Thursday, May 17, 2018
Andrew J. Mitchell on thinking things after Heidegger.
To be a thing is to exist relationally, not objectively. Such a state thus requires that there be no subject present who objectifies the thing in question. But this is not to say that the human is to do nothing in the face of things. Doing nothing is still doing something. Rather it is a matter of doing that which facilitates the relational unfurling of the thing. Heidegger terms this comportment guarding (bewahren). This non-objectifiying coming-intorelation with things allows them to reach us. And because we are not doing nothing in this relation, it allows us to reach them as well. This contact is the appeal of things—that we might touch them and that they might touch us. Heidegger does not term this relation ethical, but, in my view, it is the ethical end of any thinking after Heidegger. Across the history of philosophy, there seems to have been an increasing expansion of the beings toward which we are willing to behave ethically. We have accorded such respect to other rational beings, to other human beings, to other living beings, and now after Heidegger we should continue the thought and accord that respect to things (and objects and commodities as well!). Ethical action would be measured action and measured action need not be restricted to beings like us. It can apply to all, especially those least like us. Perhaps that is where both an ethics after Heidegger and a thinking after Heidegger should begin.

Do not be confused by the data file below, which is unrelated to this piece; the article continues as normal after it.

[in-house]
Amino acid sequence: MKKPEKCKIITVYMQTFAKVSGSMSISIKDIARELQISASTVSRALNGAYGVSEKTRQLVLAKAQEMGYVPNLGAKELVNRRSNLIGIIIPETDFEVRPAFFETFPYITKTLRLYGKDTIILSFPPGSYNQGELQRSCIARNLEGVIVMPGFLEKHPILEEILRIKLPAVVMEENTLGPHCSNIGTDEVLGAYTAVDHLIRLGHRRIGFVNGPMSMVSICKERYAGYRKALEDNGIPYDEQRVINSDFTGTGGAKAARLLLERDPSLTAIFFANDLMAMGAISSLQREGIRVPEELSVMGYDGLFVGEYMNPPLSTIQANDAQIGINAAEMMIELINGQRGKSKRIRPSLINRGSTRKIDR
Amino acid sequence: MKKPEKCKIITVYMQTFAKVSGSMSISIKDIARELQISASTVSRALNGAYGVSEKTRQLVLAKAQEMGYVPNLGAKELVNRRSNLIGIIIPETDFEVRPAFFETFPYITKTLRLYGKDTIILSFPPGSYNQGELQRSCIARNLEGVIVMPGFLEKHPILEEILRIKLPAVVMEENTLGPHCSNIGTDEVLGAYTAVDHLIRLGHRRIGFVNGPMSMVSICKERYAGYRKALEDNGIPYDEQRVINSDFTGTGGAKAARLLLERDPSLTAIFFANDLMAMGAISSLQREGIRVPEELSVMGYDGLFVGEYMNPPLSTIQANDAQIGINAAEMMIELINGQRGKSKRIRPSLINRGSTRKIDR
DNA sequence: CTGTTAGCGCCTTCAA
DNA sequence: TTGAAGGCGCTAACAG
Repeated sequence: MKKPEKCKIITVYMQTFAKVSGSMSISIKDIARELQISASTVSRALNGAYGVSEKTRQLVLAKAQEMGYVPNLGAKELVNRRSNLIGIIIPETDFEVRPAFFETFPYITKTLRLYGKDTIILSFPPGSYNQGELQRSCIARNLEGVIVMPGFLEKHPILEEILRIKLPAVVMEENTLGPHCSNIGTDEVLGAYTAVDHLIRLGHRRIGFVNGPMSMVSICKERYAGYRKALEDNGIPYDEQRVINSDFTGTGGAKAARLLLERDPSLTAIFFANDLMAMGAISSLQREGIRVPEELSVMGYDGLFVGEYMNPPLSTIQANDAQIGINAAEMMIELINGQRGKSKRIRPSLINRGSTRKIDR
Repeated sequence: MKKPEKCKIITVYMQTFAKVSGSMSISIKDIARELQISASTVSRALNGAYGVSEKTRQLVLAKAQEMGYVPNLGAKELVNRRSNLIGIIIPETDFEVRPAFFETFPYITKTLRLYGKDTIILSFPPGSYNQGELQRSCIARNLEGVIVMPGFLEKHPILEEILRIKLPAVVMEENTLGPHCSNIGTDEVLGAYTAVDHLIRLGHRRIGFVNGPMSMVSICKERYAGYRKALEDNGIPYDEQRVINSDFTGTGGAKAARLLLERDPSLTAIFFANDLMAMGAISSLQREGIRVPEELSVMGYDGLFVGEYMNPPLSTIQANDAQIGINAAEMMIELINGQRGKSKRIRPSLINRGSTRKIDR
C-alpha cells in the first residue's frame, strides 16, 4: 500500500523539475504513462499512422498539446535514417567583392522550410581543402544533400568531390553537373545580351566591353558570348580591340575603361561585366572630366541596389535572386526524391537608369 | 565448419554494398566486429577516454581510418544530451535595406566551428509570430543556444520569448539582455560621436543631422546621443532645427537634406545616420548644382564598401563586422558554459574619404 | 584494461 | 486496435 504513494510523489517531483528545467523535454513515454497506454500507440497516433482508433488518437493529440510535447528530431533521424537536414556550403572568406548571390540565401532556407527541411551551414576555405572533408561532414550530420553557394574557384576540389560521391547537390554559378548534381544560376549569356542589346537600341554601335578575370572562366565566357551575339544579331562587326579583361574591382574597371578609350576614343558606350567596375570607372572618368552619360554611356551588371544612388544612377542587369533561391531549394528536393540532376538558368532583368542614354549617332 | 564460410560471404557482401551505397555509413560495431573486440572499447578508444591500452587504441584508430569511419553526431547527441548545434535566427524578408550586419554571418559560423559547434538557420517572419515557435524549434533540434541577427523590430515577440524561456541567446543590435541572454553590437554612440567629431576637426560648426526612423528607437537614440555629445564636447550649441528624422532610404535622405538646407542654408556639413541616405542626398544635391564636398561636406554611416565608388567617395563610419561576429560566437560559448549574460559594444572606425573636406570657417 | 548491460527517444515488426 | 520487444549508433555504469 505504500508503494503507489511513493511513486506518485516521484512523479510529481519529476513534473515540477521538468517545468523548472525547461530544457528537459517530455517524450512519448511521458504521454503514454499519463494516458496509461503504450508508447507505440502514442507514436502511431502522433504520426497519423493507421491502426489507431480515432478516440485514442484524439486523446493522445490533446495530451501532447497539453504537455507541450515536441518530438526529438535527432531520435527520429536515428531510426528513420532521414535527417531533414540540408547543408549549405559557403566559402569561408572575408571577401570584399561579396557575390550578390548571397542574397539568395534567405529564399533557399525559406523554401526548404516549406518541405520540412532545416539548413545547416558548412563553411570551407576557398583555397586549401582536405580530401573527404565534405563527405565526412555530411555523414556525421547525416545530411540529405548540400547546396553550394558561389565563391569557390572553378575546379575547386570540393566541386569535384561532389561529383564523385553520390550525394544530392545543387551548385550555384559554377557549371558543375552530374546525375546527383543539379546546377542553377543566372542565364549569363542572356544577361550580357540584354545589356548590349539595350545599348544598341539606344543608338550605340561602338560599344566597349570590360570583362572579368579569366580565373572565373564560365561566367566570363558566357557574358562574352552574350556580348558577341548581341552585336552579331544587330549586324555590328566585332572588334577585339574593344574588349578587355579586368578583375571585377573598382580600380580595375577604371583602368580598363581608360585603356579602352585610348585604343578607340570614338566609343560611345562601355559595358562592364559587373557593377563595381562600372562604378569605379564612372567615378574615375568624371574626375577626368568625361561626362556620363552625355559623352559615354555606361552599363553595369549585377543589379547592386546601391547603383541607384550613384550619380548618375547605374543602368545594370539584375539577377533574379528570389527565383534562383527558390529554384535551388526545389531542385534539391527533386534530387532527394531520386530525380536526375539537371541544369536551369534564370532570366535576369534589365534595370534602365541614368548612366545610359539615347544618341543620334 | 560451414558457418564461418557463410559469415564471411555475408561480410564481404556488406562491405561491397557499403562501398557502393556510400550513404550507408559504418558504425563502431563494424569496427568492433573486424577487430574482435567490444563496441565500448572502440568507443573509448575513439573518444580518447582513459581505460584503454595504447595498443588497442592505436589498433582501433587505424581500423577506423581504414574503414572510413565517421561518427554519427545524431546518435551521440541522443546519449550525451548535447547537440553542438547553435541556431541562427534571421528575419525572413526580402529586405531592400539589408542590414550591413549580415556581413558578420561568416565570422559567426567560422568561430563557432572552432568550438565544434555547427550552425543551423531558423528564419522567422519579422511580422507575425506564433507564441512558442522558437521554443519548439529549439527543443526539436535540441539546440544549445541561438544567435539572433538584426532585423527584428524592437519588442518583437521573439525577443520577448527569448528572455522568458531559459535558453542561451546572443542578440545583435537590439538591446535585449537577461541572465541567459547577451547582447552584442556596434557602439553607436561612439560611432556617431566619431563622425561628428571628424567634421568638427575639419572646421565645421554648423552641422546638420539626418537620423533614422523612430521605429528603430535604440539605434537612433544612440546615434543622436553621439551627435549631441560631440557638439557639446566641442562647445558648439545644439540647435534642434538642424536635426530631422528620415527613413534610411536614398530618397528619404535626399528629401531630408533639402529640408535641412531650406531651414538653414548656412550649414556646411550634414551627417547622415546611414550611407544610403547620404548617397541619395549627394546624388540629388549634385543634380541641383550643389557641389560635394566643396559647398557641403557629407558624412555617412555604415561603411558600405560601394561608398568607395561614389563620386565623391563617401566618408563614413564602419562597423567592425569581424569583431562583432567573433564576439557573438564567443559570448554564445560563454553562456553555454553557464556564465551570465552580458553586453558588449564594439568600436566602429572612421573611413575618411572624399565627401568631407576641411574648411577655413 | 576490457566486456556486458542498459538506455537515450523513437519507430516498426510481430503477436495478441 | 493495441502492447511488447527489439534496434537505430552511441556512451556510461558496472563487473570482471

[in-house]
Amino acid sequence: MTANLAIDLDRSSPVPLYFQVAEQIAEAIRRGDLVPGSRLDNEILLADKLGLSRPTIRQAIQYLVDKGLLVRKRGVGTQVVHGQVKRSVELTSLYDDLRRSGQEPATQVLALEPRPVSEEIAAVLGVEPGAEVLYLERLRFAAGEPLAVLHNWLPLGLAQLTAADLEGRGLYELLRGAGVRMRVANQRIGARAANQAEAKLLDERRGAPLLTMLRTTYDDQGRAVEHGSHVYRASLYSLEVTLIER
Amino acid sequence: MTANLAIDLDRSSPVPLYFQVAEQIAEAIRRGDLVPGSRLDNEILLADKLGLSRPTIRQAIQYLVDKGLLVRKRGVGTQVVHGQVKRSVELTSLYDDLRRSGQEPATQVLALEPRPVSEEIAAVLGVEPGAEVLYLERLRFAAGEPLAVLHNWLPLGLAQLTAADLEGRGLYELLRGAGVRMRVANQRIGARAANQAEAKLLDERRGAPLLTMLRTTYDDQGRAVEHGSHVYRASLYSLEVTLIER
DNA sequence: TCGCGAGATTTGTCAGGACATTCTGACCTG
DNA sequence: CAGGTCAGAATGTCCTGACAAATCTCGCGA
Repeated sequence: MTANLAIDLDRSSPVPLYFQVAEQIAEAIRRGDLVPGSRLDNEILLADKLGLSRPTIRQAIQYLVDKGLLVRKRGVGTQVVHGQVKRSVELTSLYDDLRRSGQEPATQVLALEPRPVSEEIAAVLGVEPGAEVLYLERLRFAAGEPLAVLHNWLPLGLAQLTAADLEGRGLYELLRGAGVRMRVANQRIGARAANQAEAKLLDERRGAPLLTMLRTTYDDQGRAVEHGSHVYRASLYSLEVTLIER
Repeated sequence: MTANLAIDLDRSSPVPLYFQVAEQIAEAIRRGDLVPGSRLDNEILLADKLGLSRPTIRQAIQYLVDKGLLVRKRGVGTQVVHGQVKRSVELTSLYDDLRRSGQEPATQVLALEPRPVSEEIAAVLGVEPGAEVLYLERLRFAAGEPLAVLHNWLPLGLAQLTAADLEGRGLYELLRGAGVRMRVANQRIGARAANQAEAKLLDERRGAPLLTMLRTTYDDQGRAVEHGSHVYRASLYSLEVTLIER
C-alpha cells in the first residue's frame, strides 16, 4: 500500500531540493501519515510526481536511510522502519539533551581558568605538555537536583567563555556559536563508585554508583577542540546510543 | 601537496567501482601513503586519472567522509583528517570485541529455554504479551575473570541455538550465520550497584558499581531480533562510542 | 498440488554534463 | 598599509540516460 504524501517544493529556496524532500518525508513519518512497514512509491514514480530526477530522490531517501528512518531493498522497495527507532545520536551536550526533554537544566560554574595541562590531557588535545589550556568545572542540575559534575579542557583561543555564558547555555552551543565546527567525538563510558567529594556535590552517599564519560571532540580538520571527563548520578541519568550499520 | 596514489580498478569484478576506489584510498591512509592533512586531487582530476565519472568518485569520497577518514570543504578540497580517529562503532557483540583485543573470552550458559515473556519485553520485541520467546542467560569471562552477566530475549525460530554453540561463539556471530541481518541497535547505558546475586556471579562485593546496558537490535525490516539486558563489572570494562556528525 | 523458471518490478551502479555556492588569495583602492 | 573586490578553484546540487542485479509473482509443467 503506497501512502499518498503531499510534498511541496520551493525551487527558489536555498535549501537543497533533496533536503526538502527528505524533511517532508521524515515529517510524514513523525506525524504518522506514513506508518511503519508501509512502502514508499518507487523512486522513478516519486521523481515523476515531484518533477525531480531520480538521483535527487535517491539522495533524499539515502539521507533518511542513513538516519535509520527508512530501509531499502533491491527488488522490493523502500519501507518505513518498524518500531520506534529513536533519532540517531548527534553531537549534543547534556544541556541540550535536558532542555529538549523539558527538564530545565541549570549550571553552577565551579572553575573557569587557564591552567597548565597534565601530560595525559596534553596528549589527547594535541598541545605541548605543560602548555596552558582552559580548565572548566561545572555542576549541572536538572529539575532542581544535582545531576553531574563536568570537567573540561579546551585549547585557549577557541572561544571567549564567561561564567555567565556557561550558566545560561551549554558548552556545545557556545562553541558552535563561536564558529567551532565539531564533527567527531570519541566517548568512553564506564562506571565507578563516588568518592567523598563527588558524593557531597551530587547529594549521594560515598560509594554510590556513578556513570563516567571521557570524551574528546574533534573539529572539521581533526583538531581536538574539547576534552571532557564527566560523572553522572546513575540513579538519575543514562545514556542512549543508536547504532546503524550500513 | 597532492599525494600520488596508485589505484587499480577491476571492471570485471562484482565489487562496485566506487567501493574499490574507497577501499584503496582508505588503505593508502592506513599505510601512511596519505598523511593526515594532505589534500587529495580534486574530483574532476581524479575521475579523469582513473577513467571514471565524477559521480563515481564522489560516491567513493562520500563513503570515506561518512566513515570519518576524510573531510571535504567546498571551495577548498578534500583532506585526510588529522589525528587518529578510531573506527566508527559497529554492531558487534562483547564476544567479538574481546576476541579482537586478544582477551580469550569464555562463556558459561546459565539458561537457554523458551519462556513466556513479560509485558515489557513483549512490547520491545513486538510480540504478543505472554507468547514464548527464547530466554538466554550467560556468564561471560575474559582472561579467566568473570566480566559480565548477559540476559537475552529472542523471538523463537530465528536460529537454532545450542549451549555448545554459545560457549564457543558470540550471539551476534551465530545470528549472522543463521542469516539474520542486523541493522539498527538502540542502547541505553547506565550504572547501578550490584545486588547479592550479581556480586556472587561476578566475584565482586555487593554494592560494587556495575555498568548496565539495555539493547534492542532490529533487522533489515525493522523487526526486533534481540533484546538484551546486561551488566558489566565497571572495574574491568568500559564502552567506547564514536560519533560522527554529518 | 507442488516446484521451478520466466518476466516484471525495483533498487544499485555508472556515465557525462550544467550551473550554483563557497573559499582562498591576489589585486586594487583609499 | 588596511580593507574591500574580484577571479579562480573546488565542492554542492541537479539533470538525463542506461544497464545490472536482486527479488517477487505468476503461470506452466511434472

P. 308
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